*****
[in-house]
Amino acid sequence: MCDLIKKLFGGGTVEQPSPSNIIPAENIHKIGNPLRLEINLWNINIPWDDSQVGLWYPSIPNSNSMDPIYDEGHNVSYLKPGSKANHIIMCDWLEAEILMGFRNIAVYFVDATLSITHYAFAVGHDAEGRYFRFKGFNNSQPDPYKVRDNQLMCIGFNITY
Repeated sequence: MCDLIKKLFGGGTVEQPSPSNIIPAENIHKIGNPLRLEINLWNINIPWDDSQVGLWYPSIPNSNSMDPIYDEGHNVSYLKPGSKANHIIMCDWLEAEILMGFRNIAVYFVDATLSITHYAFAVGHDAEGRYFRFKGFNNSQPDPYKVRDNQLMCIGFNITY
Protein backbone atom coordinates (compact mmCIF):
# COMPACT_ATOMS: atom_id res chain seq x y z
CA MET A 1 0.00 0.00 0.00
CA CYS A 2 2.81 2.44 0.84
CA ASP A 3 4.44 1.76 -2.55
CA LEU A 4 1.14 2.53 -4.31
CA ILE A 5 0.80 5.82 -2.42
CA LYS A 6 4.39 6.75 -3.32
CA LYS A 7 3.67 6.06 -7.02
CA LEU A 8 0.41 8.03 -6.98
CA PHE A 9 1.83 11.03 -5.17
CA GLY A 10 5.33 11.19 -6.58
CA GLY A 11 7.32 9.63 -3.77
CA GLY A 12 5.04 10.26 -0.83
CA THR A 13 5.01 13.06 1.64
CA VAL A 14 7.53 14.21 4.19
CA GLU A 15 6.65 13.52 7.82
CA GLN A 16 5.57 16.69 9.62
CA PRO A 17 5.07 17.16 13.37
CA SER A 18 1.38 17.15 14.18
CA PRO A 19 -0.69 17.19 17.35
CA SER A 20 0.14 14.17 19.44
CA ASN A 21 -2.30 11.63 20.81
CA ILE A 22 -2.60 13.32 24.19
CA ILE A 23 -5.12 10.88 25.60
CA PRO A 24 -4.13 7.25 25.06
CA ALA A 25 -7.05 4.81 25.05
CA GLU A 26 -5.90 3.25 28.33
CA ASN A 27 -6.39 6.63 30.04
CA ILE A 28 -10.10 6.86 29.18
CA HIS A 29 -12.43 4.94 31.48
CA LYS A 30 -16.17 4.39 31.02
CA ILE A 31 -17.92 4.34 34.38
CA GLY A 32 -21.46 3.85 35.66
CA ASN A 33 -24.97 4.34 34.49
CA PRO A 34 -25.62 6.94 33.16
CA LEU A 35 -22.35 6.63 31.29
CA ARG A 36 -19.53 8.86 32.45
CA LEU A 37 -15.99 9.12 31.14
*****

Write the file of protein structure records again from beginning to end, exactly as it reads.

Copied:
[in-house]
Amino acid sequence: MCDLIKKLFGGGTVEQPSPSNIIPAENIHKIGNPLRLEINLWNINIPWDDSQVGLWYPSIPNSNSMDPIYDEGHNVSYLKPGSKANHIIMCDWLEAEILMGFRNIAVYFVDATLSITHYAFAVGHDAEGRYFRFKGFNNSQPDPYKVRDNQLMCIGFNITY
Repeated sequence: MCDLIKKLFGGGTVEQPSPSNIIPAENIHKIGNPLRLEINLWNINIPWDDSQVGLWYPSIPNSNSMDPIYDEGHNVSYLKPGSKANHIIMCDWLEAEILMGFRNIAVYFVDATLSITHYAFAVGHDAEGRYFRFKGFNNSQPDPYKVRDNQLMCIGFNITY
Protein backbone atom coordinates (compact mmCIF):
# COMPACT_ATOMS: atom_id res chain seq x y z
CA MET A 1 0.00 0.00 0.00
CA CYS A 2 2.81 2.44 0.84
CA ASP A 3 4.44 1.76 -2.55
CA LEU A 4 1.14 2.53 -4.31
CA ILE A 5 0.80 5.82 -2.42
CA LYS A 6 4.39 6.75 -3.32
CA LYS A 7 3.67 6.06 -7.02
CA LEU A 8 0.41 8.03 -6.98
CA PHE A 9 1.83 11.03 -5.17
CA GLY A 10 5.33 11.19 -6.58
CA GLY A 11 7.32 9.63 -3.77
CA GLY A 12 5.04 10.26 -0.83
CA THR A 13 5.01 13.06 1.64
CA VAL A 14 7.53 14.21 4.19
CA GLU A 15 6.65 13.52 7.82
CA GLN A 16 5.57 16.69 9.62
CA PRO A 17 5.07 17.16 13.37
CA SER A 18 1.38 17.15 14.18
CA PRO A 19 -0.69 17.19 17.35
CA SER A 20 0.14 14.17 19.44
CA ASN A 21 -2.30 11.63 20.81
CA ILE A 22 -2.60 13.32 24.19
CA ILE A 23 -5.12 10.88 25.60
CA PRO A 24 -4.13 7.25 25.06
CA ALA A 25 -7.05 4.81 25.05
CA GLU A 26 -5.90 3.25 28.33
CA ASN A 27 -6.39 6.63 30.04
CA ILE A 28 -10.10 6.86 29.18
CA HIS A 29 -12.43 4.94 31.48
CA LYS A 30 -16.17 4.39 31.02
CA ILE A 31 -17.92 4.34 34.38
CA GLY A 32 -21.46 3.85 35.66
CA ASN A 33 -24.97 4.34 34.49
CA PRO A 34 -25.62 6.94 33.16
CA LEU A 35 -22.35 6.63 31.29
CA ARG A 36 -19.53 8.86 32.45
CA LEU A 37 -15.99 9.12 31.14